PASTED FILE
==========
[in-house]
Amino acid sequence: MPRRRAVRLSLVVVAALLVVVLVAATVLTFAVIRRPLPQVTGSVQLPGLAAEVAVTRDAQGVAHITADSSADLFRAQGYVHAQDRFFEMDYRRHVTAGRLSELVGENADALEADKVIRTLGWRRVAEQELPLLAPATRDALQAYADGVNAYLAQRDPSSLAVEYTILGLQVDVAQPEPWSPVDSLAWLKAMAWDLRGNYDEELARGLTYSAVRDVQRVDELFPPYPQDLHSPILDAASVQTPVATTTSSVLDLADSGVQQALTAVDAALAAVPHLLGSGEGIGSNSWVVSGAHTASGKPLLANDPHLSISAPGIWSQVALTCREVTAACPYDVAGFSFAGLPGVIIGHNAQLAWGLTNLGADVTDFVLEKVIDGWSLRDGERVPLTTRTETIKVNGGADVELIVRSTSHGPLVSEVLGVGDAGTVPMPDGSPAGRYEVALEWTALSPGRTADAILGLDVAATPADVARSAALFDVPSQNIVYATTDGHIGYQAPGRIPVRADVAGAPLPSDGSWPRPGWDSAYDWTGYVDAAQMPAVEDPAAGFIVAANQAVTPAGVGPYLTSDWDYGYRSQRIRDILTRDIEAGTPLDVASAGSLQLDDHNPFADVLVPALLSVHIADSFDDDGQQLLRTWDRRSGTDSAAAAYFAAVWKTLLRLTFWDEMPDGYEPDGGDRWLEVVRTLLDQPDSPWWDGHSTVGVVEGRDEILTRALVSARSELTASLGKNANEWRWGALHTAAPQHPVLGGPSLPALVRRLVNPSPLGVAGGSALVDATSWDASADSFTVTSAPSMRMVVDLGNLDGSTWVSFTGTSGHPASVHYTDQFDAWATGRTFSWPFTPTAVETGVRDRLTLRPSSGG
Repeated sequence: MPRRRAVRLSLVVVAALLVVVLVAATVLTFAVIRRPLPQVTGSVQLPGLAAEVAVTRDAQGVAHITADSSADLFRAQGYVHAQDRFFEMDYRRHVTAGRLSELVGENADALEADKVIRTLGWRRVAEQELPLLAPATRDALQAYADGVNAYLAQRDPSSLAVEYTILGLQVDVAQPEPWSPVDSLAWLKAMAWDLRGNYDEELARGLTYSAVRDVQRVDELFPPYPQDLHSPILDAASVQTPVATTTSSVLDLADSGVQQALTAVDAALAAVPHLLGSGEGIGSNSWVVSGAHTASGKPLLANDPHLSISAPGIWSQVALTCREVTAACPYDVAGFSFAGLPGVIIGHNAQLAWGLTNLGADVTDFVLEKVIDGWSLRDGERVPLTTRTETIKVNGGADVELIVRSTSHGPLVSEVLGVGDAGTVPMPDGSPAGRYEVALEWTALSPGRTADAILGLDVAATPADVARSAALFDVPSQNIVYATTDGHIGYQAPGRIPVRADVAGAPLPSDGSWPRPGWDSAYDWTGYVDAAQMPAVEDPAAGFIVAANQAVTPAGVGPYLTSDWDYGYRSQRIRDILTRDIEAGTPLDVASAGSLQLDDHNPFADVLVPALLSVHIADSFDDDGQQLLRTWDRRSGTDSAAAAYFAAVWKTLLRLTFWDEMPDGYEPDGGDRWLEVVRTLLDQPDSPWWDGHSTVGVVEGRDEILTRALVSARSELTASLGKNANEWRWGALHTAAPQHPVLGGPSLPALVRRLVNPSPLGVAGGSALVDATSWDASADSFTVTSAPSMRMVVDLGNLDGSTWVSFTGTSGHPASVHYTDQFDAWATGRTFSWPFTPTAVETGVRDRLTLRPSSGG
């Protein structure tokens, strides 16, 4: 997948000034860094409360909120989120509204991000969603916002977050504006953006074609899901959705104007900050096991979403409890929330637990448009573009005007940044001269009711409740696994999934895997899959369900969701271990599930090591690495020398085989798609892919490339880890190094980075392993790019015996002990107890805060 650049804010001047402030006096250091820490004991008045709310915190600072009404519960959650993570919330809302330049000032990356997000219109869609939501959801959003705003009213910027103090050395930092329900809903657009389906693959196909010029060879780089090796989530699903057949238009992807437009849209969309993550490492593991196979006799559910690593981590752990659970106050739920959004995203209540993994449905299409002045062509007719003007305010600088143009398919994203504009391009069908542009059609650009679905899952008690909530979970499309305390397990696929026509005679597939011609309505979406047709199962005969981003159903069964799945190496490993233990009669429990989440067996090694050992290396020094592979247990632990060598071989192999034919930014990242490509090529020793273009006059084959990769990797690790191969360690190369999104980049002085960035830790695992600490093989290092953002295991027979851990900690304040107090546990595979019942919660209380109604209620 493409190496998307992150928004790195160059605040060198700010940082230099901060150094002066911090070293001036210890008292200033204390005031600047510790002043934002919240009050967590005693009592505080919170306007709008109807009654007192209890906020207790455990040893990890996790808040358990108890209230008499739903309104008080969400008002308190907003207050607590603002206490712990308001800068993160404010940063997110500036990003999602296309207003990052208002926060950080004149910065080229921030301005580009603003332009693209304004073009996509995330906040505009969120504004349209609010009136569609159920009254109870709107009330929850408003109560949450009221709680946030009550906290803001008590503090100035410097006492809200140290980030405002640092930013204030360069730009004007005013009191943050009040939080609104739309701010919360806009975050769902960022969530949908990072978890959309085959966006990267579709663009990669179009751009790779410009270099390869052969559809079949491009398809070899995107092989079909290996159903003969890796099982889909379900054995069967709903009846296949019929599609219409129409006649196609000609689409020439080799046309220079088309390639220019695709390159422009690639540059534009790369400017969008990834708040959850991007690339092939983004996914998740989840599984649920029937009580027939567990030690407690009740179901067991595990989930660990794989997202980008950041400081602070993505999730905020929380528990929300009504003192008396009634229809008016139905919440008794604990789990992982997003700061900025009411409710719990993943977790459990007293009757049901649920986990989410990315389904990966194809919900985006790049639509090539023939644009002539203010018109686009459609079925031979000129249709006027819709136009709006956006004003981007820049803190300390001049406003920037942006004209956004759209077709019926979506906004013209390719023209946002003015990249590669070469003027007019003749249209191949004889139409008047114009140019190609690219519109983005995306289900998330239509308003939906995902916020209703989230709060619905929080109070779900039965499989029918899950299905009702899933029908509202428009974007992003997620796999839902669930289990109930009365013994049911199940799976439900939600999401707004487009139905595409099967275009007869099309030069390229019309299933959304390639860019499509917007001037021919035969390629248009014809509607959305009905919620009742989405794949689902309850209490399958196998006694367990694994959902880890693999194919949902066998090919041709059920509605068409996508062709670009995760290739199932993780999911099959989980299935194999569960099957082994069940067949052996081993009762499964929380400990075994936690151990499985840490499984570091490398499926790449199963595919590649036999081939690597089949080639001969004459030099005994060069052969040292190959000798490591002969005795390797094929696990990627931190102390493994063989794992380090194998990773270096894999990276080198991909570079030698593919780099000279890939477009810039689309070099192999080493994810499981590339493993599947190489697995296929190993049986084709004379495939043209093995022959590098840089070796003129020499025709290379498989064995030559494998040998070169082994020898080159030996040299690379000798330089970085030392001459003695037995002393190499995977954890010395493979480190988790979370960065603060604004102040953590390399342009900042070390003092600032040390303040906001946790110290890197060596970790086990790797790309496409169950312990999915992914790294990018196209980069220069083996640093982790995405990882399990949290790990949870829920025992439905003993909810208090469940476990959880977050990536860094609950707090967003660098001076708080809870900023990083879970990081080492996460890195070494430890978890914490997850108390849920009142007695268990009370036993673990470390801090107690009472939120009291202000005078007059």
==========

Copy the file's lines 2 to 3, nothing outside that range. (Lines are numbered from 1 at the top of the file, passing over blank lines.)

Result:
Amino acid sequence: MPRRRAVRLSLVVVAALLVVVLVAATVLTFAVIRRPLPQVTGSVQLPGLAAEVAVTRDAQGVAHITADSSADLFRAQGYVHAQDRFFEMDYRRHVTAGRLSELVGENADALEADKVIRTLGWRRVAEQELPLLAPATRDALQAYADGVNAYLAQRDPSSLAVEYTILGLQVDVAQPEPWSPVDSLAWLKAMAWDLRGNYDEELARGLTYSAVRDVQRVDELFPPYPQDLHSPILDAASVQTPVATTTSSVLDLADSGVQQALTAVDAALAAVPHLLGSGEGIGSNSWVVSGAHTASGKPLLANDPHLSISAPGIWSQVALTCREVTAACPYDVAGFSFAGLPGVIIGHNAQLAWGLTNLGADVTDFVLEKVIDGWSLRDGERVPLTTRTETIKVNGGADVELIVRSTSHGPLVSEVLGVGDAGTVPMPDGSPAGRYEVALEWTALSPGRTADAILGLDVAATPADVARSAALFDVPSQNIVYATTDGHIGYQAPGRIPVRADVAGAPLPSDGSWPRPGWDSAYDWTGYVDAAQMPAVEDPAAGFIVAANQAVTPAGVGPYLTSDWDYGYRSQRIRDILTRDIEAGTPLDVASAGSLQLDDHNPFADVLVPALLSVHIADSFDDDGQQLLRTWDRRSGTDSAAAAYFAAVWKTLLRLTFWDEMPDGYEPDGGDRWLEVVRTLLDQPDSPWWDGHSTVGVVEGRDEILTRALVSARSELTASLGKNANEWRWGALHTAAPQHPVLGGPSLPALVRRLVNPSPLGVAGGSALVDATSWDASADSFTVTSAPSMRMVVDLGNLDGSTWVSFTGTSGHPASVHYTDQFDAWATGRTFSWPFTPTAVETGVRDRLTLRPSSGG
Repeated sequence: MPRRRAVRLSLVVVAALLVVVLVAATVLTFAVIRRPLPQVTGSVQLPGLAAEVAVTRDAQGVAHITADSSADLFRAQGYVHAQDRFFEMDYRRHVTAGRLSELVGENADALEADKVIRTLGWRRVAEQELPLLAPATRDALQAYADGVNAYLAQRDPSSLAVEYTILGLQVDVAQPEPWSPVDSLAWLKAMAWDLRGNYDEELARGLTYSAVRDVQRVDELFPPYPQDLHSPILDAASVQTPVATTTSSVLDLADSGVQQALTAVDAALAAVPHLLGSGEGIGSNSWVVSGAHTASGKPLLANDPHLSISAPGIWSQVALTCREVTAACPYDVAGFSFAGLPGVIIGHNAQLAWGLTNLGADVTDFVLEKVIDGWSLRDGERVPLTTRTETIKVNGGADVELIVRSTSHGPLVSEVLGVGDAGTVPMPDGSPAGRYEVALEWTALSPGRTADAILGLDVAATPADVARSAALFDVPSQNIVYATTDGHIGYQAPGRIPVRADVAGAPLPSDGSWPRPGWDSAYDWTGYVDAAQMPAVEDPAAGFIVAANQAVTPAGVGPYLTSDWDYGYRSQRIRDILTRDIEAGTPLDVASAGSLQLDDHNPFADVLVPALLSVHIADSFDDDGQQLLRTWDRRSGTDSAAAAYFAAVWKTLLRLTFWDEMPDGYEPDGGDRWLEVVRTLLDQPDSPWWDGHSTVGVVEGRDEILTRALVSARSELTASLGKNANEWRWGALHTAAPQHPVLGGPSLPALVRRLVNPSPLGVAGGSALVDATSWDASADSFTVTSAPSMRMVVDLGNLDGSTWVSFTGTSGHPASVHYTDQFDAWATGRTFSWPFTPTAVETGVRDRLTLRPSSGG